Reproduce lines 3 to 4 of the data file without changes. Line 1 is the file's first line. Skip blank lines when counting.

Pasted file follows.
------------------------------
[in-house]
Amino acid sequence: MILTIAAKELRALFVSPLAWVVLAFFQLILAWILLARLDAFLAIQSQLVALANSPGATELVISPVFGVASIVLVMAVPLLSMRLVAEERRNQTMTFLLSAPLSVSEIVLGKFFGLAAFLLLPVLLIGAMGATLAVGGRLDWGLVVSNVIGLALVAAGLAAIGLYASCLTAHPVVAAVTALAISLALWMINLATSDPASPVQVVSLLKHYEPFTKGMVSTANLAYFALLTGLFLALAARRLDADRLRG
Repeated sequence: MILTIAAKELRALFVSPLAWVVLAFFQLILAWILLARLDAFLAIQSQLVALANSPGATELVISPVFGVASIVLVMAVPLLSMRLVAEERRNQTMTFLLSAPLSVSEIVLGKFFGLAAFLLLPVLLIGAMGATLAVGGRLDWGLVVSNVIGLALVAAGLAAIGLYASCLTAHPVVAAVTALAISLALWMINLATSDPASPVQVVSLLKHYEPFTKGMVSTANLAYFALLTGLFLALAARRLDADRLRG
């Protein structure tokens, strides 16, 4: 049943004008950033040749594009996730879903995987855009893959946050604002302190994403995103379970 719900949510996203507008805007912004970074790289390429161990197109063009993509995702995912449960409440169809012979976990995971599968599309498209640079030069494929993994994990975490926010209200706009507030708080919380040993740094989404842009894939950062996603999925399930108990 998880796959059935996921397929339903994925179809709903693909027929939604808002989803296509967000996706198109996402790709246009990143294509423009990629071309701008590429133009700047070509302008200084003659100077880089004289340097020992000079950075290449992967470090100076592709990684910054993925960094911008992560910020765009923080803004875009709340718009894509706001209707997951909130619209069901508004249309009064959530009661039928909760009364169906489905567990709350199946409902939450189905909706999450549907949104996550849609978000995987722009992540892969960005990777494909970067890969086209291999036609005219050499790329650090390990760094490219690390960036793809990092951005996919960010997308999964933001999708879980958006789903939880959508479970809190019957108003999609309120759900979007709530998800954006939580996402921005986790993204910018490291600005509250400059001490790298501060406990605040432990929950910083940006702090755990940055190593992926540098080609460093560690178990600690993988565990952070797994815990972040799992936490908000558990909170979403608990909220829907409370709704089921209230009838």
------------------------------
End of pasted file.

Repeated sequence: MILTIAAKELRALFVSPLAWVVLAFFQLILAWILLARLDAFLAIQSQLVALANSPGATELVISPVFGVASIVLVMAVPLLSMRLVAEERRNQTMTFLLSAPLSVSEIVLGKFFGLAAFLLLPVLLIGAMGATLAVGGRLDWGLVVSNVIGLALVAAGLAAIGLYASCLTAHPVVAAVTALAISLALWMINLATSDPASPVQVVSLLKHYEPFTKGMVSTANLAYFALLTGLFLALAARRLDADRLRG
């Protein structure tokens, strides 16, 4: 049943004008950033040749594009996730879903995987855009893959946050604002302190994403995103379970 719900949510996203507008805007912004970074790289390429161990197109063009993509995702995912449960409440169809012979976990995971599968599309498209640079030069494929993994994990975490926010209200706009507030708080919380040993740094989404842009894939950062996603999925399930108990 998880796959059935996921397929339903994925179809709903693909027929939604808002989803296509967000996706198109996402790709246009990143294509423009990629071309701008590429133009700047070509302008200084003659100077880089004289340097020992000079950075290449992967470090100076592709990684910054993925960094911008992560910020765009923080803004875009709340718009894509706001209707997951909130619209069901508004249309009064959530009661039928909760009364169906489905567990709350199946409902939450189905909706999450549907949104996550849609978000995987722009992540892969960005990777494909970067890969086209291999036609005219050499790329650090390990760094490219690390960036793809990092951005996919960010997308999964933001999708879980958006789903939880959508479970809190019957108003999609309120759900979007709530998800954006939580996402921005986790993204910018490291600005509250400059001490790298501060406990605040432990929950910083940006702090755990940055190593992926540098080609460093560690178990600690993988565990952070797994815990972040799992936490908000558990909170979403608990909220829907409370709704089921209230009838």